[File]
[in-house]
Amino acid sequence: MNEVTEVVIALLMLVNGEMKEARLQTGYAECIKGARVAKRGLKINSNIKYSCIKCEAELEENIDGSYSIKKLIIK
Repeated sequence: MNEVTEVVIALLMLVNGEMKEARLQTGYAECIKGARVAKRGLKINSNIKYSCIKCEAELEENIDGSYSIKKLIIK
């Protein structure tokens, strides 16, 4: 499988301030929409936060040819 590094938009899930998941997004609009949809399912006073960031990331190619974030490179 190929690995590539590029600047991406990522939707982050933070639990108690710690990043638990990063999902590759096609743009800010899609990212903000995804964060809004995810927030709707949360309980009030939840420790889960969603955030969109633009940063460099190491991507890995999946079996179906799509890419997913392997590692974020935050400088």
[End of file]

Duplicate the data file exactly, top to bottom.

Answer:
[in-house]
Amino acid sequence: MNEVTEVVIALLMLVNGEMKEARLQTGYAECIKGARVAKRGLKINSNIKYSCIKCEAELEENIDGSYSIKKLIIK
Repeated sequence: MNEVTEVVIALLMLVNGEMKEARLQTGYAECIKGARVAKRGLKINSNIKYSCIKCEAELEENIDGSYSIKKLIIK
């Protein structure tokens, strides 16, 4: 499988301030929409936060040819 590094938009899930998941997004609009949809399912006073960031990331190619974030490179 190929690995590539590029600047991406990522939707982050933070639990108690710690990043638990990063999902590759096609743009800010899609990212903000995804964060809004995810927030709707949360309980009030939840420790889960969603955030969109633009940063460099190491991507890995999946079996179906799509890419997913392997590692974020935050400088």